The Cringe in China
The government of China is widely viewed as corrupt and greedy. There's the Tienanmen Square protests, which are often downplayed or denied by the Chinese government. There's also incontestable confiscation of land by the government. Embarrassment toward the government in China has gotten so strong that when US Ambassador Gary Locke arrived in China, he became an instant celebrity simply because he carried his own things rather than having an entourage of assistants do it for him. The Chinese are used to seeing their government officials, even minor ones, being rich and able to get away with whatever they want. This also goes for their children. It's gotten so bad that when Zhang Xuping murdered a corrupt Communist Party official, he was widely hailed as a hero.
The Cultural Revolution was an extreme manifestation of China's Cultural Cringe. The Revolution involved the destruction of symbols of old Chinese culture, such as plays and paintings, the closure of schools, and the suppression of "counter-revolutionaries." The widespread death and destruction brought about by the Revolution, as well as the poorly-thought-out policies that accompanied it, have become a new source of the Cringe in China.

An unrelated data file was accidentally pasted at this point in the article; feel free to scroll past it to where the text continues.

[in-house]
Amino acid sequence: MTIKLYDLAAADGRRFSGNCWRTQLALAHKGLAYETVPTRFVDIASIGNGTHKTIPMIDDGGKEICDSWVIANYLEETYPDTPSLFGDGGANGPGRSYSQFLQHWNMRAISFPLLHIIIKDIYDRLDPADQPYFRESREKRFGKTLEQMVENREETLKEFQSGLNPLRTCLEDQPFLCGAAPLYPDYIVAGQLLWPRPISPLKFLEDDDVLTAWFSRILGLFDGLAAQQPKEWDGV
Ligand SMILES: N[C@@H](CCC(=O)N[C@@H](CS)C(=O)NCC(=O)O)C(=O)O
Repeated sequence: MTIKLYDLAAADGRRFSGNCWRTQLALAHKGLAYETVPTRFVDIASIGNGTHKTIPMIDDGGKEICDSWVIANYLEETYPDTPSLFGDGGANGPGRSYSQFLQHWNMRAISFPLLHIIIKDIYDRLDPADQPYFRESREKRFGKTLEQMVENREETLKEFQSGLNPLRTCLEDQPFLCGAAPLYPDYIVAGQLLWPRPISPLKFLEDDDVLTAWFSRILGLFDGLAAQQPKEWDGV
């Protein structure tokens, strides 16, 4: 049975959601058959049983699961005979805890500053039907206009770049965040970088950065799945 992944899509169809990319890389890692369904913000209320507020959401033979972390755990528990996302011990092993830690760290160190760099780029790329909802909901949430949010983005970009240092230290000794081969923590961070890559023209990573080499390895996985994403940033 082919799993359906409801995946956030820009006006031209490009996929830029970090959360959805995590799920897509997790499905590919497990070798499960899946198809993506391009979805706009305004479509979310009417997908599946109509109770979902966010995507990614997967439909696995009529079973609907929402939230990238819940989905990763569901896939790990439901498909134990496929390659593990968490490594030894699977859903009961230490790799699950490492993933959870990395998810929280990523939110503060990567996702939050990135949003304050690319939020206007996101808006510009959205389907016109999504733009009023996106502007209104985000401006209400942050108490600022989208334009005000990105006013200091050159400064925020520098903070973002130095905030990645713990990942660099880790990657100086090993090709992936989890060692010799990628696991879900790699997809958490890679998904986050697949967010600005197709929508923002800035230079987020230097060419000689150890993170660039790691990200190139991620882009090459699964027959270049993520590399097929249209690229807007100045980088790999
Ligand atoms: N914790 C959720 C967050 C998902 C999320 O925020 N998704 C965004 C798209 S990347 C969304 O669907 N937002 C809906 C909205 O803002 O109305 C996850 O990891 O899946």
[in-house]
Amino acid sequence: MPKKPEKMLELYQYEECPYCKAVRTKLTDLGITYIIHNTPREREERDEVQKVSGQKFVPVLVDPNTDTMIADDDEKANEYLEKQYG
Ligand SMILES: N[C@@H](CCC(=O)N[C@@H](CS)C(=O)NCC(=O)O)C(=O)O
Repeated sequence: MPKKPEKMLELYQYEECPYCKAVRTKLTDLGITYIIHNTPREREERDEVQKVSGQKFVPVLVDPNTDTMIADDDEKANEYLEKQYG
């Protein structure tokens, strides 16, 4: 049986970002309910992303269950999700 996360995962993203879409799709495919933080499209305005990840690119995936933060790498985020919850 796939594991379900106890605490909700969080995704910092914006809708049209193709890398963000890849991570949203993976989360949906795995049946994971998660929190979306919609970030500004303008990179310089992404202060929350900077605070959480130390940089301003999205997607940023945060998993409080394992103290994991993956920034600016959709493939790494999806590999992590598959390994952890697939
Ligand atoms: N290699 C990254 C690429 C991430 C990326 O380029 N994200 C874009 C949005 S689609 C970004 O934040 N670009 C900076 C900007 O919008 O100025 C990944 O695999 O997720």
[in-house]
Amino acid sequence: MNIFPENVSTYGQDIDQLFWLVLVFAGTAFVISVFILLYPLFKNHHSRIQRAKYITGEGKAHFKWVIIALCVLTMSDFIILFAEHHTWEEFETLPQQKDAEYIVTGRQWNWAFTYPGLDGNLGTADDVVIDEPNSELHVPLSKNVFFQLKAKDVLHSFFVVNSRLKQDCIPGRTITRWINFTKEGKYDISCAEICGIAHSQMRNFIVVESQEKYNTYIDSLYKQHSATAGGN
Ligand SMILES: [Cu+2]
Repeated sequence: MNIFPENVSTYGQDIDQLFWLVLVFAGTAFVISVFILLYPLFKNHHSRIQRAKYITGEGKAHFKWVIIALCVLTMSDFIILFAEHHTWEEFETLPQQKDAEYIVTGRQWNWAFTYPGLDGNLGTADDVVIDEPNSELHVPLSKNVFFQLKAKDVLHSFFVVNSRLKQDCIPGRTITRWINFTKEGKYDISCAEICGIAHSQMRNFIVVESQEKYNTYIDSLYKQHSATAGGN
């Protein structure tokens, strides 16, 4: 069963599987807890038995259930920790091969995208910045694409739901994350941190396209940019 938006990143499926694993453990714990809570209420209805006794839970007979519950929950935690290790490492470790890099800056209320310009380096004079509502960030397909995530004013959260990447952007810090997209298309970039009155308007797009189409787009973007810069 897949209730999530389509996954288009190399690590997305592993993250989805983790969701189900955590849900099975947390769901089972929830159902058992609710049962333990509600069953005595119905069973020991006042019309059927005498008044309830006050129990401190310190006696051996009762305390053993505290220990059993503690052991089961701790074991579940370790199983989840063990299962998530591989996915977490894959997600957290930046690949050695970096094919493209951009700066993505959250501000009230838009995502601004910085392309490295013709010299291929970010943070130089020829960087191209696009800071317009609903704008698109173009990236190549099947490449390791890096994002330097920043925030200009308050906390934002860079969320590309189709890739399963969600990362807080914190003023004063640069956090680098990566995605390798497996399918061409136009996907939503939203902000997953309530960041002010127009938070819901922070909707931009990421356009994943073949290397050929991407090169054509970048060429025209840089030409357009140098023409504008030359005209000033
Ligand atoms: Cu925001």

China is also heavily polluted and overcrowded. Many of its people work in intolerable sweatshop conditions. Chinese parents are also starting to turn against China's Education Mama culture. The book A Good Mom is Better Than a Good Teacher spent quite some time on the bestseller list.
There are also divisions by region and language. A viral video of a subway argument illustrates the disputes between the people of Hong Kong and mainland Chinese. Some Hong Kongers see mainlanders as rude and unrefined. Some mainlanders believe that Hong Kongers are snooty and unpatriotic because they often speak poor Mandarin and follow British cultural norms leftover from their days as a colony. There are also disputes between the wealthier, urbanized coastal regions and the poorer, rural interior regions. Some coastal Chinese view rural areas as the place where the embarrassing parts of old China, such as superstition and sexism, persist. In return, rural Chinese resent the coastal Chinese for their prosperity and perceived preferential treatment by the government.
The Cringe in Japan